Schema Namespaces


With WebLogic Server 10.3, there have been some changes in deployment descriptor schemas. This post discusses some of the issues that we faced in maintaining multiple loosely related XML schemas and how we tackled them. Note that none of these changes require changes to deployment descriptors. As always, old applications would continue to deploy and run without any change.

Old Namespace
We started off with a shared & stable set of schema in 9.0, all of which shared a common namespace URI: Since then we haven’t made any incompatible changes to the schemas, and making any such change seems unlikely. However, the schemas do change across major releases, minor releases and even in maintenance packs. Such changes are almost always independent of each other, that is, it’s highly likely that only one of the schema document changes.

The main problem with was that it included version information. When schema changes were made for a minor release or for a maintenance pack, we had to update the namespace for that schema. This was usability issue. In such a release, when an application developer wrote new descriptors, she had to deal with similar looking but different namespaces.

We could come up with a solution to schema versioning without changing the namespace within a major release, but we would still have to change the namespace once the schema changes happen for the next major release. This was a tooling issue. An application developer who performed pre-validation on her descriptors would have to change her descriptor to use the new namespace. This was also a maintenance issue for us. Each time we changed the namespace, we had to change our internal components that took care of backward compatibility.

The old convention also forced the same namespace on all the schemas. This contributed to the usability issue mentioned in the previous section. Also, it added to maintenance by forcing us to move the unchanged schemas to a new a namespace, every major release. This model did not fit well with modularity either. As teams owning the schemas spread out, we would need extra communication and co-ordination to avoid type name collisions for new types being added.

New namespaces
With WebLogic Server 10.3, all schemas now declare their own namespaces, none of which have any version in namespace URI. The general pattern of new namespace URIs is For example, the namespace URI for weblogic.xml is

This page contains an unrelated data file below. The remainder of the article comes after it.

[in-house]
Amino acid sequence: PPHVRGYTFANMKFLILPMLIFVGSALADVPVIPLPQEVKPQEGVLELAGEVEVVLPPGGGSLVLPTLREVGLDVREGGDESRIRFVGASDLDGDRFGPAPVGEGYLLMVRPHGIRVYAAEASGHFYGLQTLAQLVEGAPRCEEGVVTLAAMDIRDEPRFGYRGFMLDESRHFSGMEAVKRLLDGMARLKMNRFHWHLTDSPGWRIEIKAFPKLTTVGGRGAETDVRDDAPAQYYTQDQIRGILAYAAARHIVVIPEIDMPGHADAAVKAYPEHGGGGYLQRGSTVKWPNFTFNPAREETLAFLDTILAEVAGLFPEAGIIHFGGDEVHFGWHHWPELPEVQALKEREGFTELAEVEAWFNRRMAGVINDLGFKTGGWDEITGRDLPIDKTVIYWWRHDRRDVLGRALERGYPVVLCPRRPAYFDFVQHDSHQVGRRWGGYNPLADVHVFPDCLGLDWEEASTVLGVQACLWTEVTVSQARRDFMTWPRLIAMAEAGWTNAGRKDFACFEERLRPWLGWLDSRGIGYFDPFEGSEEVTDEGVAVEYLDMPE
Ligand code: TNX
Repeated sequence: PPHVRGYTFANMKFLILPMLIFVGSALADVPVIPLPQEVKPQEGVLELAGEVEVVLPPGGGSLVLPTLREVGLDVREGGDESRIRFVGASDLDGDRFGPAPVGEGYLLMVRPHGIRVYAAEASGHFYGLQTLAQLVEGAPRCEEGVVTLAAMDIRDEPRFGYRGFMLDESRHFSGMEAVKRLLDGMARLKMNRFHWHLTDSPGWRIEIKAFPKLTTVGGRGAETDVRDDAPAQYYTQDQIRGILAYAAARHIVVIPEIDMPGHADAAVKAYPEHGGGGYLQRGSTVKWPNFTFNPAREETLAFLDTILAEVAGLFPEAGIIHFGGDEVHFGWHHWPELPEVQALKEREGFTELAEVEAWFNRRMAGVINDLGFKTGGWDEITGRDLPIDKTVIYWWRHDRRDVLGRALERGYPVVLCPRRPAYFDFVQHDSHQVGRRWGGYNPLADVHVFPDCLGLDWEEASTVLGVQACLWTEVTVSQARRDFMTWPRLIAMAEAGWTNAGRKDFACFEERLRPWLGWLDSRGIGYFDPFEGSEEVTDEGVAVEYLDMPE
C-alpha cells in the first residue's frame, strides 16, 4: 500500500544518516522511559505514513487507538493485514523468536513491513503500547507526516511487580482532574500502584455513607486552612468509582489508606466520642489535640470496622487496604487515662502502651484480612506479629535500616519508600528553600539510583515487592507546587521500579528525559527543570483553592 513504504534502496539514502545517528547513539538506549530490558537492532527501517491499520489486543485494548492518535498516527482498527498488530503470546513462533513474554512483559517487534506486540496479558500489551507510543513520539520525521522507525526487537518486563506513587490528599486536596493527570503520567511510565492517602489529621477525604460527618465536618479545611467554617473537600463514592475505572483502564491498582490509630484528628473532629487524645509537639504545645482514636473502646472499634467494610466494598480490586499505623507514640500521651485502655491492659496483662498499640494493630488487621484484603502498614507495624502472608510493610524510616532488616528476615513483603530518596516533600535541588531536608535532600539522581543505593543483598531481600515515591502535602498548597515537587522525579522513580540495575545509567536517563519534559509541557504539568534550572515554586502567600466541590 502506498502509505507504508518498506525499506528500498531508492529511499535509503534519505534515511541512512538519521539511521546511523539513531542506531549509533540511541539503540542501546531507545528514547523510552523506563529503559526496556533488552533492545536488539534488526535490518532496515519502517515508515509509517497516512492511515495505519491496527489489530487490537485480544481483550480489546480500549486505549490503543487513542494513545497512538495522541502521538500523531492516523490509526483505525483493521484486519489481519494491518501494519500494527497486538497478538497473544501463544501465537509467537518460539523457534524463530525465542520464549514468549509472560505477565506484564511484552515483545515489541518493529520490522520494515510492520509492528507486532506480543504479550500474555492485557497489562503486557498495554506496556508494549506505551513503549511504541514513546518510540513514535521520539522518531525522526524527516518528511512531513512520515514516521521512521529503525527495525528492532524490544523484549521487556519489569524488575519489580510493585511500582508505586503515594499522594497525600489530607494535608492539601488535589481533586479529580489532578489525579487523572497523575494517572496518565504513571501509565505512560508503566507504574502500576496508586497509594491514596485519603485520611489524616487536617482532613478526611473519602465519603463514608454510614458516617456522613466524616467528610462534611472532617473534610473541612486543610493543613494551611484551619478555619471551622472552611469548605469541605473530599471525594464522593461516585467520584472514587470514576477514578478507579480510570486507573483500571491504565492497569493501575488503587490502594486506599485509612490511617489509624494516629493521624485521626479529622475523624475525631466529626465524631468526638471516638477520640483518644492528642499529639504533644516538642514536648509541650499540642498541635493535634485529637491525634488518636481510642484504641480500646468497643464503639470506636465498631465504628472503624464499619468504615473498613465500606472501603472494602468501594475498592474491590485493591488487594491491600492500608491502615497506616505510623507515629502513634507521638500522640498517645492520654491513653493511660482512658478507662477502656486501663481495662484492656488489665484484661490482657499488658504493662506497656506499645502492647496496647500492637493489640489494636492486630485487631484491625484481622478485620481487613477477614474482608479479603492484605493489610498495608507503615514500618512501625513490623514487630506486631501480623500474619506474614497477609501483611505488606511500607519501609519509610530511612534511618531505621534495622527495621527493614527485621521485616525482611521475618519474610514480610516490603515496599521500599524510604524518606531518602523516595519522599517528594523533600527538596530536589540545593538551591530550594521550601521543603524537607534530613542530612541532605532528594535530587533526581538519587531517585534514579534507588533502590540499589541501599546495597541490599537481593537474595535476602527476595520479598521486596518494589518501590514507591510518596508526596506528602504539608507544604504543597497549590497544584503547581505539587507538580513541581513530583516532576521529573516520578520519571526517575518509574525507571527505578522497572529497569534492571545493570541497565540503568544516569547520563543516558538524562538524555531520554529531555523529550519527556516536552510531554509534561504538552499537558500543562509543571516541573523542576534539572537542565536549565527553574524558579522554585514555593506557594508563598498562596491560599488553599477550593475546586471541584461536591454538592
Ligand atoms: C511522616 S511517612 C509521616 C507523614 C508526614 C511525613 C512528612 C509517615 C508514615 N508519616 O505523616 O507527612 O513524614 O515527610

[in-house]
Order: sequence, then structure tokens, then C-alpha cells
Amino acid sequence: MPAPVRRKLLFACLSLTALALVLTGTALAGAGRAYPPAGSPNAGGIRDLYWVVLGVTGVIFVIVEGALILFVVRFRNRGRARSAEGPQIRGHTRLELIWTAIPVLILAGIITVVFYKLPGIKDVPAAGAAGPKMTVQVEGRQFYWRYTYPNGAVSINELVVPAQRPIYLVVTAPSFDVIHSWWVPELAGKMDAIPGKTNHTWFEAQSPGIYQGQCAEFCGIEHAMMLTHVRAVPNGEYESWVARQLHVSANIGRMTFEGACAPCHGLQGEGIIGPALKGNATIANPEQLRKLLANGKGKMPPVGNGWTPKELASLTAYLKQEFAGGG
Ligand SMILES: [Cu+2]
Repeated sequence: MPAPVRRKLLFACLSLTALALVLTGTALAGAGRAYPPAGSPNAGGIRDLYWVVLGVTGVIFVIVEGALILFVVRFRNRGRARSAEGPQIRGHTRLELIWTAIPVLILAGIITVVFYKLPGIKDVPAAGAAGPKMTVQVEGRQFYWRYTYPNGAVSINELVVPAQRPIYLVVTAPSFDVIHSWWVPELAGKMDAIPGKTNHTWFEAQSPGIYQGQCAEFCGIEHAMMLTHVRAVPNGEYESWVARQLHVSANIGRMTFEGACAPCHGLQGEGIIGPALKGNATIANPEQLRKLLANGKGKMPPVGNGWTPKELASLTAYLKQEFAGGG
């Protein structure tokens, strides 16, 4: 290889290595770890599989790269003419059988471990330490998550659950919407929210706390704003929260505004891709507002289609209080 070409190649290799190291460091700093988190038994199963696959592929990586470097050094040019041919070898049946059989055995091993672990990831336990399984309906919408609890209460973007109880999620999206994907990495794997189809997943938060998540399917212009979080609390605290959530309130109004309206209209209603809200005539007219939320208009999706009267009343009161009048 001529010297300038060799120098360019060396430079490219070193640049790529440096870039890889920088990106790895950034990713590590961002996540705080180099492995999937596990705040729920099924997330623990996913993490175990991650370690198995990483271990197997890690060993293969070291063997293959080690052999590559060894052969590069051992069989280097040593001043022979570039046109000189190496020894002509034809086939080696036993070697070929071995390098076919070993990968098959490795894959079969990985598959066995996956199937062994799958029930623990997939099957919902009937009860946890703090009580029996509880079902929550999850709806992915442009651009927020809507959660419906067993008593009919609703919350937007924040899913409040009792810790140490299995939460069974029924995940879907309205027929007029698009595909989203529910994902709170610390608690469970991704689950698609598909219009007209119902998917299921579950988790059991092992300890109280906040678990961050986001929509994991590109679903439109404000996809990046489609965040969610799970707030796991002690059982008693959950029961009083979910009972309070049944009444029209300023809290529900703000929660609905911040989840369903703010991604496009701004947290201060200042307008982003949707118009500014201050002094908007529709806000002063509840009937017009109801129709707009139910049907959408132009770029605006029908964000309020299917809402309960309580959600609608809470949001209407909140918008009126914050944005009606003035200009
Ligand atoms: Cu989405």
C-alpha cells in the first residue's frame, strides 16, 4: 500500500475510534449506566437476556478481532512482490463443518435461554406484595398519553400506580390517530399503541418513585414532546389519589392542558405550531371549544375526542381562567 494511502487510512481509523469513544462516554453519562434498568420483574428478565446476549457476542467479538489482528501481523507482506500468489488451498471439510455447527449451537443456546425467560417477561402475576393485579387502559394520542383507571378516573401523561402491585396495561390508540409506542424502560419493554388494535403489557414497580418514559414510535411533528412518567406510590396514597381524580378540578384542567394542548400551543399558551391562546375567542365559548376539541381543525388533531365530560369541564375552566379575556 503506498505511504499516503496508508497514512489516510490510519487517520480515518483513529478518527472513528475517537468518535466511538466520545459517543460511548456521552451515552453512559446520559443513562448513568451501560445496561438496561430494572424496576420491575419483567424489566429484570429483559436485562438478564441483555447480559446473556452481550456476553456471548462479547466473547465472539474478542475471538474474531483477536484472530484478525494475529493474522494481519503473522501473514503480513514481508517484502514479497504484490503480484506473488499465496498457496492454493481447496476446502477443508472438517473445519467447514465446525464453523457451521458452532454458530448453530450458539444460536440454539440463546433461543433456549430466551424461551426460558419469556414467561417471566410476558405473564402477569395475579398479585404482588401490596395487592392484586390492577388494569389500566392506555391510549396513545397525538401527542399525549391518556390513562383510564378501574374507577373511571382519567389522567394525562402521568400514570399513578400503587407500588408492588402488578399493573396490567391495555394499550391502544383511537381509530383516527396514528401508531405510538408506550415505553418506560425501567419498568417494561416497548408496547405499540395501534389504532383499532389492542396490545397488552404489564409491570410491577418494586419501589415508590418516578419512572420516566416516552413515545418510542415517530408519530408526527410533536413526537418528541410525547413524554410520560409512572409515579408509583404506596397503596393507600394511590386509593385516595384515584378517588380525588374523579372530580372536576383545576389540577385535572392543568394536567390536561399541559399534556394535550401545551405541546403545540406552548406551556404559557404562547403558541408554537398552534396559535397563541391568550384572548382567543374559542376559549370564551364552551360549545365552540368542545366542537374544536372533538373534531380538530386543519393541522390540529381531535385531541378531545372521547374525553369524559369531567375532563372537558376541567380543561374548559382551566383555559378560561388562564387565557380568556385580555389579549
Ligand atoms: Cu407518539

This change addresses the two major problems and lays out a road map for schema versioning in the future. This will help the schemas evolve independently. Representing an entire namespace in one schema also provides a cleaner extensibility model for our application developers and ISVs.

In general, namespace URI wouldn't be changed even across major releases, unless drastic changes occur and we are forced to introduce incompatible changes. Again note that even if drastic changes to schema force us to change the namespace URI, old applications would continue to work without any change.

For documentation and referencing, we do need to capture the version information of the schema, inside the schema. This is done using the “version” attribute of element at the top of each schema:

<xsd:schema ..

We also introduced “version” attribute at the root element of each descriptor. This is somewhat similar to the version attribute for each of the Java EE descriptors. The Java EE descriptors version attribute is required and is an enumeration of supported versions. But we are not strict about this because our parsing infrastructure does a good job of in-memory conversion of document into the latest schema structure. Also, our schemas are revised more often than those of Java EE. So introducing an enumeration of possible values would be cumbersome to maintain in the future. Hence, our version attribute is optional and and of string type. Containers might use this value in the future. Here is how this would look in a descriptor:

<weblogic-web-app version=”1.0”>

Schema Locations
Each version of every schema is published on the web for reference. The same location may also be used for schema validation in case an XML parser or editor honors schemaLocation attribute. To get the URL for a given version of any schema use the namespace URI as a URL and visit this URL using your browser. An index of various versions for that schema would show up. Each of these entries links to the published schema for that version. For example, if you visit you would find link to version 1.0 of this schema pointing to

In due course, the schemas would be migrated from BEA domain to Oracle domain. The namespace URIs themselves might be changed too, for branding and consistency purposes. But the pattern of namespace URIs would continue to be the same. Whenever these changes happen, they'll be duly documented.

(Picture licensed from Brian Marco under Creative Commons)


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